Von Hippel-Lindau disease
This disease of the cerebellum is caused by a mutation of a gene on chromosome three , which is missing or defective. Its best known effect is to cause different tumors in different areas of the body, including the cerebellum.
Disease characterized by the presence of ataxia, hypotonia, changes in gait, motor slowing, tremor during performance of actions and/or due nystagmus
This is a disease of the cerebellum of genetic origin in which the vermis connecting both hemispheres of the cerebellum is deformed or simply does not exist, so that communication between hemispheres cannot take place properly. The patient often has symptoms similar to autism. It often causes developmental delay, intellectual disability, ecopraxia, hypotonia, and ataxia, among other symptoms.
Inflammation of the brain from various causes, either viral or bacterial (can be caused for example by tuberculosis) or produced by infection of the cerebellum or nearby structures.
This disease of the cerebellum causes part of the cerebellar vermis to be absent or deformed, in addition to having an enlarged fourth internal ventricle and producing cysts within the skull. It often causes muscular dystrophy, visual disturbances, spasticity and seizures.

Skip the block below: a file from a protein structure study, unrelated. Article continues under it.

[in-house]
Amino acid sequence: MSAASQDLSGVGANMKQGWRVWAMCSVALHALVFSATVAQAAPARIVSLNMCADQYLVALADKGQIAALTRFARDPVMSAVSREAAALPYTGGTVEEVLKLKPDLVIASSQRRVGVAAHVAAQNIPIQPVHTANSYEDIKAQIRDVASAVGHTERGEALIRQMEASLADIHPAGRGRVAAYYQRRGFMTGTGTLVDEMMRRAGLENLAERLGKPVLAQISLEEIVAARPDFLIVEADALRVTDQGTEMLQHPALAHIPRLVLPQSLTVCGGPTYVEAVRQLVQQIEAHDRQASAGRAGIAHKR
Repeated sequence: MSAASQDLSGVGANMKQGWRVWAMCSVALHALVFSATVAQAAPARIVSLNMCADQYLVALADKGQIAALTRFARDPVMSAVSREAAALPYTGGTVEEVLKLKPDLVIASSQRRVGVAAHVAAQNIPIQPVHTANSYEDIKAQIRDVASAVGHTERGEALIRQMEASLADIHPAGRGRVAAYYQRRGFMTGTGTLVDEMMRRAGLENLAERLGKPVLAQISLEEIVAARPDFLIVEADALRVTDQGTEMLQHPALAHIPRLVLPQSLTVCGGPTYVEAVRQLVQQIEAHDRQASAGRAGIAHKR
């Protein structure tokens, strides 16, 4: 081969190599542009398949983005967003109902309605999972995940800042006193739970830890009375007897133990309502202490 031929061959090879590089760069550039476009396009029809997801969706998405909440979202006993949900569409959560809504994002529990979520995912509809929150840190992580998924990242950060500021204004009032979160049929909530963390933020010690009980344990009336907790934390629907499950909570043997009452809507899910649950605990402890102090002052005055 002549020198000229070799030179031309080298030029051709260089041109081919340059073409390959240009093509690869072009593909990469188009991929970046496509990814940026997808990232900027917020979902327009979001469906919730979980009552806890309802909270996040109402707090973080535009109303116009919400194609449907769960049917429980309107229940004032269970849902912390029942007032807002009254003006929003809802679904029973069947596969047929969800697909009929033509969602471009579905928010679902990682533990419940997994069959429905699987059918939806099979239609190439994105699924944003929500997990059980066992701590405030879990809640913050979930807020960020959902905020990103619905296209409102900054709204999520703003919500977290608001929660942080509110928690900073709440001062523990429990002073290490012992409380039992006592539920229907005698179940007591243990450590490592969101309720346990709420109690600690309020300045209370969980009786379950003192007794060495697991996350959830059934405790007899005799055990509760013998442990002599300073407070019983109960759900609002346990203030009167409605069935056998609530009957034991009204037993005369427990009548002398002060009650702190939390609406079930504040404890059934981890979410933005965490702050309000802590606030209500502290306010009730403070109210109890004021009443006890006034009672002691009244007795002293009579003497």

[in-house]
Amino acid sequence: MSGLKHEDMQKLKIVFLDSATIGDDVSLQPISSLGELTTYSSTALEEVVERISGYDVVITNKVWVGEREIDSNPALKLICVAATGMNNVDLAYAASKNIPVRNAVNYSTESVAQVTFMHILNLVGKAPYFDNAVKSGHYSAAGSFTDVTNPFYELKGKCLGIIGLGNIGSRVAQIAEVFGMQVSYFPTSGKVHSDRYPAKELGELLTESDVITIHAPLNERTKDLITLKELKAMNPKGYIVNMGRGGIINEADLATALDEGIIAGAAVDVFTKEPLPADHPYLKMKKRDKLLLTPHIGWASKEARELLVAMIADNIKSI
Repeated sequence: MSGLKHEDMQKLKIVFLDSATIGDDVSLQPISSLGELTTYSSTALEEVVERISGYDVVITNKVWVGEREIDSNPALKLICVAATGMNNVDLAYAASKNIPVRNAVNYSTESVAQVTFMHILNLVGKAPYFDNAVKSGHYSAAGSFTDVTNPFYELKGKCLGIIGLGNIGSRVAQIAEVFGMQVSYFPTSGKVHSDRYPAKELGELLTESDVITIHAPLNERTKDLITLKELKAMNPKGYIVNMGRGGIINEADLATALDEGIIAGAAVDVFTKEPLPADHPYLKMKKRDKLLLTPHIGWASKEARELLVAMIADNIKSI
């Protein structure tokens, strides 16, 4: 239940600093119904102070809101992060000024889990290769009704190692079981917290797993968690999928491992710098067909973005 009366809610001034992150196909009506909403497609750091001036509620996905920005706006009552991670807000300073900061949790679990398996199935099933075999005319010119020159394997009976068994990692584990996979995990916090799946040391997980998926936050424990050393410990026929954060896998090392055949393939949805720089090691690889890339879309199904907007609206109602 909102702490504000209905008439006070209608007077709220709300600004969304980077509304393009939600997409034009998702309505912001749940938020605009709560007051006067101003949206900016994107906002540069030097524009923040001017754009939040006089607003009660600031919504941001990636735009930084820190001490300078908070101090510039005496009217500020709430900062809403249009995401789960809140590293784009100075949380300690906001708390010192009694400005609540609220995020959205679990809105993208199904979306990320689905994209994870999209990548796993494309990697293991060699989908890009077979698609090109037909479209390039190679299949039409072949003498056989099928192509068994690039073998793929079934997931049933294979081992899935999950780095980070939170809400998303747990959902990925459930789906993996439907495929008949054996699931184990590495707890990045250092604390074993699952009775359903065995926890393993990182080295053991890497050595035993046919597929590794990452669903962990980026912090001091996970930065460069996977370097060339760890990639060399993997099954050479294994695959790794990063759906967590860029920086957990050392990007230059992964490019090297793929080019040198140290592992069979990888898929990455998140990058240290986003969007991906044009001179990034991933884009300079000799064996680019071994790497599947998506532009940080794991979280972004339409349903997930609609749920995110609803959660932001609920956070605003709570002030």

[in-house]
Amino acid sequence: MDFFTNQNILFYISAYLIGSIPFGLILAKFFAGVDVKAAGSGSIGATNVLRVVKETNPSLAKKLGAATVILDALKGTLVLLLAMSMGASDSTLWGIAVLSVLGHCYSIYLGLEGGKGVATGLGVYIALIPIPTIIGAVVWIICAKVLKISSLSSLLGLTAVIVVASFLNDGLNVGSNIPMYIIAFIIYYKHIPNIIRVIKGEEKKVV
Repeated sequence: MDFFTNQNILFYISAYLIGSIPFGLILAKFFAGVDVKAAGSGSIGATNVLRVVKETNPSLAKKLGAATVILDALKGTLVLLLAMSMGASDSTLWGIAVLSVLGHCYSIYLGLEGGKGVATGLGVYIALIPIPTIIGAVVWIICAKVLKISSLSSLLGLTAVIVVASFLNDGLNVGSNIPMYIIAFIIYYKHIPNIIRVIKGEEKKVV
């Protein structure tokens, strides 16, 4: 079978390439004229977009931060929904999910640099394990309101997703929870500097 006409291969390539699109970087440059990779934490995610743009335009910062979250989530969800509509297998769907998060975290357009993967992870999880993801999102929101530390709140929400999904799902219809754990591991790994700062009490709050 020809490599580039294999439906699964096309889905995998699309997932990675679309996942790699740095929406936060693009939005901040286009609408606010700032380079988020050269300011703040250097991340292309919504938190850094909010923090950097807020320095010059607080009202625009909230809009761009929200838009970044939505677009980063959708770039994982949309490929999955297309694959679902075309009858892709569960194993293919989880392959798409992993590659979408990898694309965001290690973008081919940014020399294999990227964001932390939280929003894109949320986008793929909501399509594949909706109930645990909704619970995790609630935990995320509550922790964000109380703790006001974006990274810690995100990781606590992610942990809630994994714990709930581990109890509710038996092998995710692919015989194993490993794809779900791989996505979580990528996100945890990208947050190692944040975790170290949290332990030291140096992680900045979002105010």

- You may be interested in: “Dandy Walker Malformation: causes, symptoms and treatment”
The presence of strokes and strokes can cause neuronal death in a large part of the cerebellum. The symptoms depend on the location and degree of involvement of the area in question.
Injuries and trauma
Although this is not a disease of the cerebellum, the presence of injuries from various traumas can cause serious damage to this region of the brain. It is common for them to cause motor slowing and for possible injuries and abilities to take longer than usual to recover.
- Baillieux, H.; De smet, H. J.; Dobbeleir, A.; Paquier, P. F.; De Deyn, P.; Mariën, P. (2010). Cognitive and affective disturbances following focal cerebellar damage in adults: A neuropsychological and SPECT study. CORTEX, 46, 869-897.
- Daroff, R.B. & Bradley, W.G. (2012). Bradley’s neurology in clinical practice. 6th ed. Philadelphia: Elsevier/Saunders.
- Joyal, C.C., Meyer, C., Jacquart, G., Mahler, P., Caston, J. and Lalonde, R. (1996). Effects of midline and lateral cerebellar lesions on motor coordination and spatial orientation.Brain Research, 739(1-2), 1-11.